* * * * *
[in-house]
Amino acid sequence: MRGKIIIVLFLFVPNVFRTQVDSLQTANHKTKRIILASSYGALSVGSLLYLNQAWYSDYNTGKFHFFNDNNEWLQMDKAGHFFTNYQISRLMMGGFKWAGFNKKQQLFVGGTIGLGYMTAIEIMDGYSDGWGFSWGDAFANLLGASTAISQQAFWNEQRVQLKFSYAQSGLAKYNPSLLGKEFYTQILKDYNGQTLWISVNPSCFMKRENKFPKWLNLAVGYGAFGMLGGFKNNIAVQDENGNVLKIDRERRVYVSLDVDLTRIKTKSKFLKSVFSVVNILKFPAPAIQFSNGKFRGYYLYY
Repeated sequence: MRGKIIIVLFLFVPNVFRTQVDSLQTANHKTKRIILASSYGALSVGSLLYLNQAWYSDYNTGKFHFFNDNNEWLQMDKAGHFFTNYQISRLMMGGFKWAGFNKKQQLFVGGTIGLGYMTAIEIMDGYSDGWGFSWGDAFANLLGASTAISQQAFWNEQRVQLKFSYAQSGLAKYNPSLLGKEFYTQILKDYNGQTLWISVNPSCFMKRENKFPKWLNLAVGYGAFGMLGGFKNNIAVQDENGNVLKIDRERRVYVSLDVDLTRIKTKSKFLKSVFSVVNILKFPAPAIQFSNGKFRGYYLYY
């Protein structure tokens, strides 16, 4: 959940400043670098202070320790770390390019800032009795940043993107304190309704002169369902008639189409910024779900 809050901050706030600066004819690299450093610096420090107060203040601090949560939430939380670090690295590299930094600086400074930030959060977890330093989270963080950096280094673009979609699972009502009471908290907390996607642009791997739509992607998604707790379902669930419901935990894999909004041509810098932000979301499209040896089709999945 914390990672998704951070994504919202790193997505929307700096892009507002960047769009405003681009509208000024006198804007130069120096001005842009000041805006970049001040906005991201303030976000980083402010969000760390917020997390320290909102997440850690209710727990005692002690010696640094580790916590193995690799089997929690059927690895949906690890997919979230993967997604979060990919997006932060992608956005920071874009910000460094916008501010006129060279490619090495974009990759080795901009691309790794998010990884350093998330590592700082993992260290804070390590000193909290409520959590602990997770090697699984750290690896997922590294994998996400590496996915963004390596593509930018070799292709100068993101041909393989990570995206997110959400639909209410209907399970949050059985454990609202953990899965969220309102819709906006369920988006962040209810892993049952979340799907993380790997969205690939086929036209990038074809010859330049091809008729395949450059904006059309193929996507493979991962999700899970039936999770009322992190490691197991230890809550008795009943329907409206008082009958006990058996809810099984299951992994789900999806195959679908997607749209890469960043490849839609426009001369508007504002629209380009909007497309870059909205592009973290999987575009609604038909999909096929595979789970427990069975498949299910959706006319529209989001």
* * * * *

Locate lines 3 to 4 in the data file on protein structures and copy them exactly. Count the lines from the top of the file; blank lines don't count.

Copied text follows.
Repeated sequence: MRGKIIIVLFLFVPNVFRTQVDSLQTANHKTKRIILASSYGALSVGSLLYLNQAWYSDYNTGKFHFFNDNNEWLQMDKAGHFFTNYQISRLMMGGFKWAGFNKKQQLFVGGTIGLGYMTAIEIMDGYSDGWGFSWGDAFANLLGASTAISQQAFWNEQRVQLKFSYAQSGLAKYNPSLLGKEFYTQILKDYNGQTLWISVNPSCFMKRENKFPKWLNLAVGYGAFGMLGGFKNNIAVQDENGNVLKIDRERRVYVSLDVDLTRIKTKSKFLKSVFSVVNILKFPAPAIQFSNGKFRGYYLYY
């Protein structure tokens, strides 16, 4: 959940400043670098202070320790770390390019800032009795940043993107304190309704002169369902008639189409910024779900 809050901050706030600066004819690299450093610096420090107060203040601090949560939430939380670090690295590299930094600086400074930030959060977890330093989270963080950096280094673009979609699972009502009471908290907390996607642009791997739509992607998604707790379902669930419901935990894999909004041509810098932000979301499209040896089709999945 914390990672998704951070994504919202790193997505929307700096892009507002960047769009405003681009509208000024006198804007130069120096001005842009000041805006970049001040906005991201303030976000980083402010969000760390917020997390320290909102997440850690209710727990005692002690010696640094580790916590193995690799089997929690059927690895949906690890997919979230993967997604979060990919997006932060992608956005920071874009910000460094916008501010006129060279490619090495974009990759080795901009691309790794998010990884350093998330590592700082993992260290804070390590000193909290409520959590602990997770090697699984750290690896997922590294994998996400590496996915963004390596593509930018070799292709100068993101041909393989990570995206997110959400639909209410209907399970949050059985454990609202953990899965969220309102819709906006369920988006962040209810892993049952979340799907993380790997969205690939086929036209990038074809010859330049091809008729395949450059904006059309193929996507493979991962999700899970039936999770009322992190490691197991230890809550008795009943329907409206008082009958006990058996809810099984299951992994789900999806195959679908997607749209890469960043490849839609426009001369508007504002629209380009909007497309870059909205592009973290999987575009609604038909999909096929595979789970427990069975498949299910959706006319529209989001």